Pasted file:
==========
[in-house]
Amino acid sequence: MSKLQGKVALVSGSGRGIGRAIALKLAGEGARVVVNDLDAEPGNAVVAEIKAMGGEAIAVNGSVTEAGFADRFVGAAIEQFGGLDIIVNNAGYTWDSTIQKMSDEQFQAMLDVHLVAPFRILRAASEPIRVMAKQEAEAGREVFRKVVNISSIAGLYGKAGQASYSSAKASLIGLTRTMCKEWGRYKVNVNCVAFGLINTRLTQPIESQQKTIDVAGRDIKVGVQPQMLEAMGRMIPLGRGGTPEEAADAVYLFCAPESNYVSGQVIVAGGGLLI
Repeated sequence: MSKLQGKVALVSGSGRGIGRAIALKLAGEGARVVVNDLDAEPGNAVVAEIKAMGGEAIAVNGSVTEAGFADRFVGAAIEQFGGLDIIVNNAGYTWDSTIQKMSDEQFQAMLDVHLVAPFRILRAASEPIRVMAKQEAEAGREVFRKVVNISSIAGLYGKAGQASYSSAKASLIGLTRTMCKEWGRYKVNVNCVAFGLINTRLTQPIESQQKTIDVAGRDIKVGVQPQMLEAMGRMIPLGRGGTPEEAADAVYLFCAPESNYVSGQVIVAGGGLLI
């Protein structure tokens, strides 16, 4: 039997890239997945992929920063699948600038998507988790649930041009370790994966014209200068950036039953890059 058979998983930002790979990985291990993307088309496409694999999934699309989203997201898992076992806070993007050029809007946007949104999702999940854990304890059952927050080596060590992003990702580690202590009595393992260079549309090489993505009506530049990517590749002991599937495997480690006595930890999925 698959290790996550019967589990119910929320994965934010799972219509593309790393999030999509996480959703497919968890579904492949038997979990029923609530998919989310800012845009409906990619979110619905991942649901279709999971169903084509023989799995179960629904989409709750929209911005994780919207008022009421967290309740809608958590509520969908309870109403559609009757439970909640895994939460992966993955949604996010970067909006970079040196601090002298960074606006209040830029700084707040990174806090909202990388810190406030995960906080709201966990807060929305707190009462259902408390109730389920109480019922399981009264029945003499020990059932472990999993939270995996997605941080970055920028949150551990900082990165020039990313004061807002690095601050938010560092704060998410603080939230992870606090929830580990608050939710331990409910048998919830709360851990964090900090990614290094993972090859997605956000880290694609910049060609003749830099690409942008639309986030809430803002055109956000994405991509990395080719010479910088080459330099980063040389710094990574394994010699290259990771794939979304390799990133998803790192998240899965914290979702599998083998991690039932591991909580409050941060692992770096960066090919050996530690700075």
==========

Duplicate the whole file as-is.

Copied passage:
[in-house]
Amino acid sequence: MSKLQGKVALVSGSGRGIGRAIALKLAGEGARVVVNDLDAEPGNAVVAEIKAMGGEAIAVNGSVTEAGFADRFVGAAIEQFGGLDIIVNNAGYTWDSTIQKMSDEQFQAMLDVHLVAPFRILRAASEPIRVMAKQEAEAGREVFRKVVNISSIAGLYGKAGQASYSSAKASLIGLTRTMCKEWGRYKVNVNCVAFGLINTRLTQPIESQQKTIDVAGRDIKVGVQPQMLEAMGRMIPLGRGGTPEEAADAVYLFCAPESNYVSGQVIVAGGGLLI
Repeated sequence: MSKLQGKVALVSGSGRGIGRAIALKLAGEGARVVVNDLDAEPGNAVVAEIKAMGGEAIAVNGSVTEAGFADRFVGAAIEQFGGLDIIVNNAGYTWDSTIQKMSDEQFQAMLDVHLVAPFRILRAASEPIRVMAKQEAEAGREVFRKVVNISSIAGLYGKAGQASYSSAKASLIGLTRTMCKEWGRYKVNVNCVAFGLINTRLTQPIESQQKTIDVAGRDIKVGVQPQMLEAMGRMIPLGRGGTPEEAADAVYLFCAPESNYVSGQVIVAGGGLLI
């Protein structure tokens, strides 16, 4: 039997890239997945992929920063699948600038998507988790649930041009370790994966014209200068950036039953890059 058979998983930002790979990985291990993307088309496409694999999934699309989203997201898992076992806070993007050029809007946007949104999702999940854990304890059952927050080596060590992003990702580690202590009595393992260079549309090489993505009506530049990517590749002991599937495997480690006595930890999925 698959290790996550019967589990119910929320994965934010799972219509593309790393999030999509996480959703497919968890579904492949038997979990029923609530998919989310800012845009409906990619979110619905991942649901279709999971169903084509023989799995179960629904989409709750929209911005994780919207008022009421967290309740809608958590509520969908309870109403559609009757439970909640895994939460992966993955949604996010970067909006970079040196601090002298960074606006209040830029700084707040990174806090909202990388810190406030995960906080709201966990807060929305707190009462259902408390109730389920109480019922399981009264029945003499020990059932472990999993939270995996997605941080970055920028949150551990900082990165020039990313004061807002690095601050938010560092704060998410603080939230992870606090929830580990608050939710331990409910048998919830709360851990964090900090990614290094993972090859997605956000880290694609910049060609003749830099690409942008639309986030809430803002055109956000994405991509990395080719010479910088080459330099980063040389710094990574394994010699290259990771794939979304390799990133998803790192998240899965914290979702599998083998991690039932591991909580409050941060692992770096960066090919050996530690700075």